I think it's very good that Trump visited the troops in Iraq. I just think he should have done it two years ago. Or last year. Or any time before now. But it's at least good that he did it. What isn't good is anyone making a big deal out of him doing what is supposed to be done and that all other presidents did since the Iraq War began.
But yes, it's good that he's there.
What's not good is lying to the troops about them getting pay raises for the first time in ten years, when the truth is that they've gotten one every year for almost the past 30 years. (One has to figure they know that and know they were lied to.)
What's also not good is posting a video of his official Twitter account that revealed a picture of him with covert U.S. Navy SEAL Team Five deployed there, putting lives at risk.
Also not good is turning his troop visit into a campaign rally.
Not good too is coming to Iraq and not meeting with any Iraqi officials.
And not good is being cavalier about the government being shut down and not concerned when it will re-open so that people can actually get paid, just so he can get his big, beautiful all. Or artistic slat structure. Or beaded curtain. Or whatever it is now - that Mexico was supposed to pay for. And which he's not going to get.
Not good too is not a single word from Trump about there now being a second immigrant child who died in U.S. custody.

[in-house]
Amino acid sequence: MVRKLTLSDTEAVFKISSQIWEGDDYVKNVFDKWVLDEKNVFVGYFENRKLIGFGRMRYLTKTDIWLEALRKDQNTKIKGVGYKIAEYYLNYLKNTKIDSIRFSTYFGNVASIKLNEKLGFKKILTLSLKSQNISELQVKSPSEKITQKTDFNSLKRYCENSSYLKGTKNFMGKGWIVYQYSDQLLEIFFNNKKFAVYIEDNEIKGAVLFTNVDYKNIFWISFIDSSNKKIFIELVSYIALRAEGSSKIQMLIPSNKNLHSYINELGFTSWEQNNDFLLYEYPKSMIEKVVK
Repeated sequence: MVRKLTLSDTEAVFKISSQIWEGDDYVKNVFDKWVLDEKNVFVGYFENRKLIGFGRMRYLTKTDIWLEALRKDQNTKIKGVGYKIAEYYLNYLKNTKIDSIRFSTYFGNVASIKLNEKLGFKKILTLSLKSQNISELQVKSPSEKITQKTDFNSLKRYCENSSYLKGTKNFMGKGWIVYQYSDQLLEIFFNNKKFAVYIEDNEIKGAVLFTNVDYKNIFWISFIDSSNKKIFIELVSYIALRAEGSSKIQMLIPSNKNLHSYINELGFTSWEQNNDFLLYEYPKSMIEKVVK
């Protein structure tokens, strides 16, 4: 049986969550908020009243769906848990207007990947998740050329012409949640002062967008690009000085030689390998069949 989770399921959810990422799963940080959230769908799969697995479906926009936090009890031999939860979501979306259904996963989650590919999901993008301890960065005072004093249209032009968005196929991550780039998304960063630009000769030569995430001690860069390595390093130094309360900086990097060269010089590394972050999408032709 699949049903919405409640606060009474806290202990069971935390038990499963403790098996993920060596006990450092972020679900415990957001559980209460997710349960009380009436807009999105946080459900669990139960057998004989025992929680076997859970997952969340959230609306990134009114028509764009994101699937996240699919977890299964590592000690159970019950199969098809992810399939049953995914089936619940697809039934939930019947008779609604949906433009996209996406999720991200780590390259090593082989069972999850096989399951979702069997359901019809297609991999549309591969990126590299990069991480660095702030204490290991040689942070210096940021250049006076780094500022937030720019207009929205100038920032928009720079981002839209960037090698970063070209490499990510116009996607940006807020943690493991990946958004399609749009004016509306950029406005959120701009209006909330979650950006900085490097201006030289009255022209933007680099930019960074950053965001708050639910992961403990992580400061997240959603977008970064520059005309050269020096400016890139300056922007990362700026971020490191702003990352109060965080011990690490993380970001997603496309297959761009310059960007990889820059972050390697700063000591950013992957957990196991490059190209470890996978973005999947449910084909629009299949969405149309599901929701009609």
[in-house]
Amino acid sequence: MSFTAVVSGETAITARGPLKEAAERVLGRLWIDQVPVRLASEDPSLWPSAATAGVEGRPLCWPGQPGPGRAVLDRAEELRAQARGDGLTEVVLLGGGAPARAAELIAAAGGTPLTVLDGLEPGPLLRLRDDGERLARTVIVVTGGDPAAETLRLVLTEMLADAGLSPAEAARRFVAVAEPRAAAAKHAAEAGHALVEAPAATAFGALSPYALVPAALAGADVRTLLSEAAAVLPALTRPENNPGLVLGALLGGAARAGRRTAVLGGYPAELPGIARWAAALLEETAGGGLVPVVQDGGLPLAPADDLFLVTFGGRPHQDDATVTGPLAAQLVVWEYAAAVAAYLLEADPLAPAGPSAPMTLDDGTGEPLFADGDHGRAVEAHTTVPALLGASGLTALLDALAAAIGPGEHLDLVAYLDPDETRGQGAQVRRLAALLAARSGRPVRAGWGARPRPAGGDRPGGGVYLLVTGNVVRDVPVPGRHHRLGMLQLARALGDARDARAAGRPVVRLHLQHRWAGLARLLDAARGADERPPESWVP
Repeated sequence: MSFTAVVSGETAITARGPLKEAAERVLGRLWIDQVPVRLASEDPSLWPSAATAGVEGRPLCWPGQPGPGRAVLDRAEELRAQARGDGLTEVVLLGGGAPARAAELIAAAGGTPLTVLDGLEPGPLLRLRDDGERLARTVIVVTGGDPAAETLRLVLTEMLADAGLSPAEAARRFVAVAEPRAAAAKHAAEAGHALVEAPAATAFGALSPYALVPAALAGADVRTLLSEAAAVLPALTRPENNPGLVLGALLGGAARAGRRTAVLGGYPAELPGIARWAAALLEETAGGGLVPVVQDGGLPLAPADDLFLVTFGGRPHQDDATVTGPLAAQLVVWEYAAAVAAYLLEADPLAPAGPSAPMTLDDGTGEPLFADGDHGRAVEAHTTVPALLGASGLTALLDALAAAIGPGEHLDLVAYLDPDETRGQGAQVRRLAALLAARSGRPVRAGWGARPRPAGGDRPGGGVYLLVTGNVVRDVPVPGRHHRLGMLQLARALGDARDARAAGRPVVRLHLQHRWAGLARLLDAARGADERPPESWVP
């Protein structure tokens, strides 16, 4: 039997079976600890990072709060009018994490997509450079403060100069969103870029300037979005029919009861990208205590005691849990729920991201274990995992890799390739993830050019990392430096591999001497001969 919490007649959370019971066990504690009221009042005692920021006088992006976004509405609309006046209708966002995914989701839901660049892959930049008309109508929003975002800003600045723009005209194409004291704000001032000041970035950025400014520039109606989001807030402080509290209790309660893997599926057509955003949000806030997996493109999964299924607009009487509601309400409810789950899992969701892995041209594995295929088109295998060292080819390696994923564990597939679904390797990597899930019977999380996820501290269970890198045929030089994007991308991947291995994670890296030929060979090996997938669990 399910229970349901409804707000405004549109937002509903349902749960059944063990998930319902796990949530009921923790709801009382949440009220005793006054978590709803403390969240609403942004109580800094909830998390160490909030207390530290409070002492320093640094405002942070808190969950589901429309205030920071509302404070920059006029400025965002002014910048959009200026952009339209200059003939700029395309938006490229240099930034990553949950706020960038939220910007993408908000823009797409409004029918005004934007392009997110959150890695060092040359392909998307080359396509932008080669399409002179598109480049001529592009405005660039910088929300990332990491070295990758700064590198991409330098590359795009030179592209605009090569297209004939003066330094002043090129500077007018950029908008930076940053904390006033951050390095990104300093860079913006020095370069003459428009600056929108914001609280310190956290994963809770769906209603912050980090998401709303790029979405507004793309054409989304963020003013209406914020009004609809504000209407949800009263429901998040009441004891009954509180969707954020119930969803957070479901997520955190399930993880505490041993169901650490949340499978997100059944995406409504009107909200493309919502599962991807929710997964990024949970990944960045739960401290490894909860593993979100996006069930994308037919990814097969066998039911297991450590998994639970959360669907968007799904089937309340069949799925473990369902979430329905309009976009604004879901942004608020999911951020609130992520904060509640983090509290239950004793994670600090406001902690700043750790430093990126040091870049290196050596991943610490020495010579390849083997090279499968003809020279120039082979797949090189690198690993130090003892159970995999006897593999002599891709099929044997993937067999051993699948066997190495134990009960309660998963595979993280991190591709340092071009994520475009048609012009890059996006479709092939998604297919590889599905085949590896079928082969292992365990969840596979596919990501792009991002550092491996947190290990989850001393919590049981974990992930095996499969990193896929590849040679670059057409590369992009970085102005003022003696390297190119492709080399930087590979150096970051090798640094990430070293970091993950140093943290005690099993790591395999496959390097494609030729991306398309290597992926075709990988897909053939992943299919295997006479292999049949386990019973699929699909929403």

And as a bonus Not Good from the Trump family is that although there is a White House directive that no one is to take a vacation while the government is shut down, Ivanka and Jared Kushner were seen ignoring this and leaving on vacation.
Or to put it another way, we can let Charlie Sykes, a well-regarded radio host and contributing editor of The Weekly Standard -- and a regular contributor to MSNBC -- have his say on MSNBC's Hardball last night.
"I wish he had done it earlier. I wish they did not have to shame him into doing it. But after a weekend of being alone in the White House, being petty and petulant...Unfortunately, at this moment where you could have presidential grace and leadership on display, he chose to be petty and petulant as well. I mean, standing in front of troops describing America's commitment as being "suckers" is really deeply offensive when you think about it. Not only did he lie to the troops and politicize the event -- lie to the troops about the salary increases -- but to describe American commitments as being suckers. I mean, you just step back and reflect on the crass transactionalism of a President of the United States who would imply that men and women who have served their country in the Middle East, perhaps given their lives, were suckers. And I mean, this is the tone deafness that he has. So to your point, yes, I think there are a lot of Americans who are more than willing to draw down, but he way it is being done: the betrayal of our allies, the lack of a process, the lack of consultation with the military, the lack of respect for somebody like General James Mattis, and that performance today. ...Yes, the pictures are wonderful, and maybe that's all that people will take away from it, but I think it was an unfortunate event on top of a series of unfortunate events"
But yes, it's good that Trump finally went to visit the troops in Iraq after two years, because he was forced to.
Robert J. Elisberg is a political commentator, screenwriter, novelist, tech writer and also some other things that I just tend to keep forgetting.